Letter from Abram Eisenman to MLK

Sunday, April 16, 1967
San Francisco, CA, California (CA), New York, NY, New York (NY), Georgia (GA)

Abram Eisenman expresses appreciation and admiration for Dr. King's work. Eisenman also
addresses the divide of supporters within the Civil Rights Movement concerning the Vietnam War.

Letter from Cleonia and Frank to MLK

Tuesday, February 23, 1960
Montgomery, AL

Cleonia and Frank, of Montgomery, Alabama, convey their support to Dr. King and the civil rights movement.

MSGR. Victor G. Moser's Statements Relating to Selma-Montgomery March

Monday, April 26, 1965
Selma, AL, Montgomery, AL, Missouri (MO), Washington, D.C.

Victor G. Moser recounts the activities that took place during the march on Montgomery ,which was one of a serious, dedicated, even religious commitment to a project which would really bring out the serious injustice being perpetrated upon a persecuted and disadvantaged people.

Letter to Senator Abraham Ribicoff from Earl Whitted Jr.

Wednesday, December 21, 1966
Washington, D.C.

In this reply to Sen. Ribicoff, Earl Whitted endorses the idea of a guaranteed fixed annual income for the poor, under certain stipulations. It is proposed that a Federal Housing Project area would also provide various economic services to the underprivileged. This program would accomplish education and self-sustainability for those that have been politically and economically disadvantaged.

What Will You Be When You Grow Up

Washington, D.C., Chicago, IL, Los Angeles, CA

This pamphlet is one of the early equal employment opportunity publications by the US government. The President's committee on government contracts was established by President Dwight D. Eisenhower in 1953.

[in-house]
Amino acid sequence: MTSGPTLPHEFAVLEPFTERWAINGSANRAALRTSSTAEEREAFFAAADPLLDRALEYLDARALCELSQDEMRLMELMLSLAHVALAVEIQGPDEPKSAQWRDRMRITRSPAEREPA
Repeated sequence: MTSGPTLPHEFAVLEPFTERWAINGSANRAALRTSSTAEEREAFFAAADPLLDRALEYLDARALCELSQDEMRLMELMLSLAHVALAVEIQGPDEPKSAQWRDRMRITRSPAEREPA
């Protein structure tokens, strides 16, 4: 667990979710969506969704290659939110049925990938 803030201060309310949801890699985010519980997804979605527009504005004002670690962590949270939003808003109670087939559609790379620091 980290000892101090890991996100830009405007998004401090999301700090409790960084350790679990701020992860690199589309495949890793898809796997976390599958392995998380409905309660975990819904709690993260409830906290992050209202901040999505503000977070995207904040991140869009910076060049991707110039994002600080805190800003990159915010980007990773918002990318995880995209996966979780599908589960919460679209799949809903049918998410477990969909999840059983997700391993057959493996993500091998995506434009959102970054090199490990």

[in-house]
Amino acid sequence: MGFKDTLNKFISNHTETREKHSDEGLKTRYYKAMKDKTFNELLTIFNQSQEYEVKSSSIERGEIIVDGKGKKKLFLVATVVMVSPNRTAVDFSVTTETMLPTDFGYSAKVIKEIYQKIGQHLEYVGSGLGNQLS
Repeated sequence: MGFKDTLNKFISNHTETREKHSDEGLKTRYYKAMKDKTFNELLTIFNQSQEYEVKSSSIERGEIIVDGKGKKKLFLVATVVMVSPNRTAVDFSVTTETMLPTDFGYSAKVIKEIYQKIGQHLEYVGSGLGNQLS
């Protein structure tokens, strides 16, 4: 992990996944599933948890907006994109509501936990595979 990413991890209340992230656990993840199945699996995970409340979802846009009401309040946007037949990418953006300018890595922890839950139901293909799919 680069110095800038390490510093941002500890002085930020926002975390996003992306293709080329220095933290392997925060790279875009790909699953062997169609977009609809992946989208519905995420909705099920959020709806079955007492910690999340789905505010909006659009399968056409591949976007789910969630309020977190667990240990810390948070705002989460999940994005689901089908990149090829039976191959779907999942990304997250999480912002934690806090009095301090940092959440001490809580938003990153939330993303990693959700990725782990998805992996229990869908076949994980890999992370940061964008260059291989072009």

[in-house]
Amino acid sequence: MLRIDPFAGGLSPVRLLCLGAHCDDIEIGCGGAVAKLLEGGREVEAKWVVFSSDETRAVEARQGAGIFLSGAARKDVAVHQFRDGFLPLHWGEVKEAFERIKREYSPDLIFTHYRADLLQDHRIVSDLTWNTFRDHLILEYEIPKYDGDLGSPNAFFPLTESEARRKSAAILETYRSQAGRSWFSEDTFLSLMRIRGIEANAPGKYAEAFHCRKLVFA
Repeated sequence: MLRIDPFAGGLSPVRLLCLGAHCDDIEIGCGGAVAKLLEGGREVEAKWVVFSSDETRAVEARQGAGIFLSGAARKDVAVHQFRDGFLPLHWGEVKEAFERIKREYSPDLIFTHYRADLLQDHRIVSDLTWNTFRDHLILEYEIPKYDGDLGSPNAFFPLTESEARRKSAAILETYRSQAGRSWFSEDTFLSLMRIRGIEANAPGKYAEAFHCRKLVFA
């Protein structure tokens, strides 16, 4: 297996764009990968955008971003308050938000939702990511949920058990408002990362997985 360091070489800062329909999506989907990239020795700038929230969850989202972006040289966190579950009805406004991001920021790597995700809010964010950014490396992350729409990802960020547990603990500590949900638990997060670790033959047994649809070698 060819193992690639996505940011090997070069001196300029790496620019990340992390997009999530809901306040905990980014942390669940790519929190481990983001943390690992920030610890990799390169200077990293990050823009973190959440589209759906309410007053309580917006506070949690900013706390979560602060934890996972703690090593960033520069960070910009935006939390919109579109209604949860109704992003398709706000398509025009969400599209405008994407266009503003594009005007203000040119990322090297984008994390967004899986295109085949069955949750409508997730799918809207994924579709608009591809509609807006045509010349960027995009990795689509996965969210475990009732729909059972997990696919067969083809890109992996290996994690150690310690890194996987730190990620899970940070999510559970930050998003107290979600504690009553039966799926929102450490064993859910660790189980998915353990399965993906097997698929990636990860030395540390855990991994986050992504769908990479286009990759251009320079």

Sincerity and Intelligence

Dr. King reviews the Christian teaching of sincerity and its relationship to intelligence. Referencing Judaistic history and a biblical story involving the Apostle Paul, he comments that sincerity alone is lacking. He insists that Christians must infuse their sincerity with intelligence in order to "solve the spiritual problems of the world."

Letter from Saturday Review Editor Norman Cousins to MLK

Tuesday, August 17, 1965
New York, NY, Atlanta, GA

Saturday Review editor Norman Cousins writes Dr. King inquiring about a possible meeting with the magazine's editors.

Letter from Bryan Fulks to MLK

Tuesday, March 20, 1962
Arizona (AZ), London, England

Bryan Fulks writes Dr. King expressing appreciation for his diligent work during the fight for social justice and human dignity. Fulks also mentions how elated he was when the editor of the "London Humanist" chose to enrich his article including a pictorial illustration of Dr. King riding through the southern region of the United States.

Handwritten Notecard Regarding "Pelagianism"

On this notecard, Dr. King outlines "Pelagianism". This is an example of one of the many notecards Dr. King kept in a cardboard filing box for reference to quotations, ideas, books and other publications, definitions, and bible verses.

Letter from Edward Enyedy to MLK

Tuesday, March 26, 1968
Ohio (OH), Atlanta, GA

Mr. Enyedy writes to Dr. King to inform him of a mock Presidential convention sponsored by TIME Magazine and asks Dr. King for any campaign material he can provide.

MLK Travel Schedule

Atlanta, GA, Philadelphia, PA, San Francisco, CA, Los Angeles, CA, Texas (TX), Washington, D.C., Chicago, IL, Cleveland, OH, Boston, MA, Des Moines, IA

This document lists a schedule of cities and dates for Dr. King's travels.

Letter from Melvin Kennedy to Mr. Ralph Helstein Recommending a Student Scholarship

Thursday, March 2, 1967
Atlanta, GA, Chicago, IL

Melvin Kennedy, Chairman of the Department of History at Morehouse College, recommends a student for a United Packinghouse Scholarship.

Class Notes

Dr. King references several biblical scriptures regarding topics of ethics, knowledge, man, sin and God.

Detroit Free Press: Dr. King Strengthens an Anti-War Coalition

Thursday, April 6, 1967
New York (NY), VIETNAM

This article, which appeared in the 'As We See It' column of the Detroit Free Press, reports Dr. King's speech in New York from April 4, 1967 on his opposition to the Vietnam War.